This is for all the Diesel Funk fans out there and for Women’s History Month!
What legacy are we leaving for others when we dare to dream our special dreams, despite all the limitations that face us or all the naysayers? That is what Madeline McCray aims to answer in her one-woman performance, A Dream to Fly, at the Schomburg Center last Friday, taking on the voice of the first Black women licensed aviatrix, Bessie Coleman.
Beginning with a radio announcement reporting the death of Coleman at the age of 34 from a tragic airplane accident and a eulogy from Ida B. Wells, Coleman is in a limbo state shocked by the untimeliness of her death and wanting to tell her story before she goes. The radio turns into a kind of God-head allowing her to tell it but reminding her that it is time for her to go. McCray inhabits and brings to life Coleman, showing all the facets of her — her strong, independent will and bold personality and the doubtful, lonely side of her that fears she is making a mistake going after this dream so outside of her reality, a daughter of a sharecropper in Texas.
But even with that McCray still gives Coleman in the writing and performance a magnetic charm and hope that you know Coleman will overcome because her spirit searches for something more, to grasp that bright shining star as she says. No person could hold her back search for her dream, not her drunken veteran brother who laughed at the possibility of her being a pilot as she worked as a manicurist in a barbershop, not the lover of her life, Freddie, who wanted to marry her but only if she gave up her dream of flying, not the homesickness she felt as she went to France to become a licensed pilot, and not society who told her to conform to conventions and that her goals did not fit the stereotypes of what a black women should be, that she needed a man, was a man or was an uppity negro because of them. Coleman even declined to filmmakers trying to put her in a box by wanting to make a film, Shadow and Sunshine, which would degrade black people more, and took the backlash when she did. She stood up to all the people who looked at her funny at airplane shows. Coleman always chose the sky, that is where her passion and power lay.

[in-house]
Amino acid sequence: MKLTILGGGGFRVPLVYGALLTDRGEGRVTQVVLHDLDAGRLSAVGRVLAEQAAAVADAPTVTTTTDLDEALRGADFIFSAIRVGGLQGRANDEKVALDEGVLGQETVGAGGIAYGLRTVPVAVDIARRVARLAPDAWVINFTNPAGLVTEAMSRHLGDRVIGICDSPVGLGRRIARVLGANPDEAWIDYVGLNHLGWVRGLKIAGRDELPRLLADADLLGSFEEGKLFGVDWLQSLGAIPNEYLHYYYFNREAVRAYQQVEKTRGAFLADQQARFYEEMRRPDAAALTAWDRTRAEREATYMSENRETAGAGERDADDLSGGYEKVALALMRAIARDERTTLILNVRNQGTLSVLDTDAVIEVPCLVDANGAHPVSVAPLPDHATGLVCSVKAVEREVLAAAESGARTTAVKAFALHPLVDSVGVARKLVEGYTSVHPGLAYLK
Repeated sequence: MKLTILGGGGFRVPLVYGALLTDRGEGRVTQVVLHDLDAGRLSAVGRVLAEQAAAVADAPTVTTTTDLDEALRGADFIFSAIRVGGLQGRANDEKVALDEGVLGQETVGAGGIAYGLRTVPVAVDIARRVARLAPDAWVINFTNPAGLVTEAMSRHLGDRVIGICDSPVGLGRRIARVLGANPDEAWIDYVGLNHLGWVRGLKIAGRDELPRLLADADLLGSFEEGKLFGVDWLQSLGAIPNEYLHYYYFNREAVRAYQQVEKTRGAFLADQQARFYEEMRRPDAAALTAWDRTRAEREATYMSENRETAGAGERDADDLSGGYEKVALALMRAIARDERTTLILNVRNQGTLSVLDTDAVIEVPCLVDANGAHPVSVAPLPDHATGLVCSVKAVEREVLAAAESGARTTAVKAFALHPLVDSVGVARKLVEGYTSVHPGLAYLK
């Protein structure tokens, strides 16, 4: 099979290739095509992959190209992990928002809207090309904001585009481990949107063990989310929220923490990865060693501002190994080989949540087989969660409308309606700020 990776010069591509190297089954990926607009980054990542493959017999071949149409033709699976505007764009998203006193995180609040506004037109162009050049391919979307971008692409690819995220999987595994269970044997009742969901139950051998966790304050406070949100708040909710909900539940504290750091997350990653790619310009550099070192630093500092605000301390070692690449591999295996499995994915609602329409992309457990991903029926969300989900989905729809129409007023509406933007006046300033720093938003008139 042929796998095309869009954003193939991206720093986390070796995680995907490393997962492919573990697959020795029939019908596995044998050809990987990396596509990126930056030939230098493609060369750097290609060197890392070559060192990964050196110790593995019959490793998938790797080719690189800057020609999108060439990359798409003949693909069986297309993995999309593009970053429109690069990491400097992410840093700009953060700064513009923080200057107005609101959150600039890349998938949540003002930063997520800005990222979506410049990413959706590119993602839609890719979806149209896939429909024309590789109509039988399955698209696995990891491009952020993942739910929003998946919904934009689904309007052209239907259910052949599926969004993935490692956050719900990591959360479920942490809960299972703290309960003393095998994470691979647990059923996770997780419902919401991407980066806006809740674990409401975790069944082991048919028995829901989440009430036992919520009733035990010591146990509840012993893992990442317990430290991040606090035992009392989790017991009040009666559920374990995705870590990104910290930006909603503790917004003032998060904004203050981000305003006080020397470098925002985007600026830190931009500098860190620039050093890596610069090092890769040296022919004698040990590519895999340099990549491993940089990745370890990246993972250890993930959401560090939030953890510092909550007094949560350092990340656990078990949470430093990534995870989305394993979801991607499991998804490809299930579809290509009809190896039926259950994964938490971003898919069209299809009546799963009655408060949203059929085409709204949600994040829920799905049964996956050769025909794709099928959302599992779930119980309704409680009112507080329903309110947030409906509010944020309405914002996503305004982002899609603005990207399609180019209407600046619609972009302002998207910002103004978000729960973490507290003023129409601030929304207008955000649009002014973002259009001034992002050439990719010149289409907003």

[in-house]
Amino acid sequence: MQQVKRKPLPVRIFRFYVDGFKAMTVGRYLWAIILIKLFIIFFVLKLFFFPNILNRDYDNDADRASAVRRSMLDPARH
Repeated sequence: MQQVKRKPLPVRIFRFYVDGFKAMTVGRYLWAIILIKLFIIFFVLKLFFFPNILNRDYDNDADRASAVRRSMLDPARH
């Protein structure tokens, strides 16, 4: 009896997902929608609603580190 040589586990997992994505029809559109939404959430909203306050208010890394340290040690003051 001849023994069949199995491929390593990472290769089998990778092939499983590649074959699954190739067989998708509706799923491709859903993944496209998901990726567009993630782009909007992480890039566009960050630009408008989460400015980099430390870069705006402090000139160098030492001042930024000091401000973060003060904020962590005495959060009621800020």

Bessie Coleman was ahead of her time; she knew that black people needed aviators to keep pace with the times. She knew that the dream mustn’t be buried with her, that her body was in the grave, but her dreams were all lived up and still living, as said in the performance. We should see ourselves flying like everyone else and to remember as McCray ends with in her play, that “the only way to be safe is to belong to the future,” to that other world of possibility.
Currently, there are other works in the making about Bessie Coleman. Euzhan Palcy, who directed Sugar Cane Alley and A Dry White Season, is working on a film about her. There is also other works about her, like The Barnstormers Musical and A Shadow in the Clouds focusing on her life and the children’s book, Nobody Owns the Sky by Charles Lindbergh’s daughter, Reeve, among several others.
Watch McCray discuss the play below: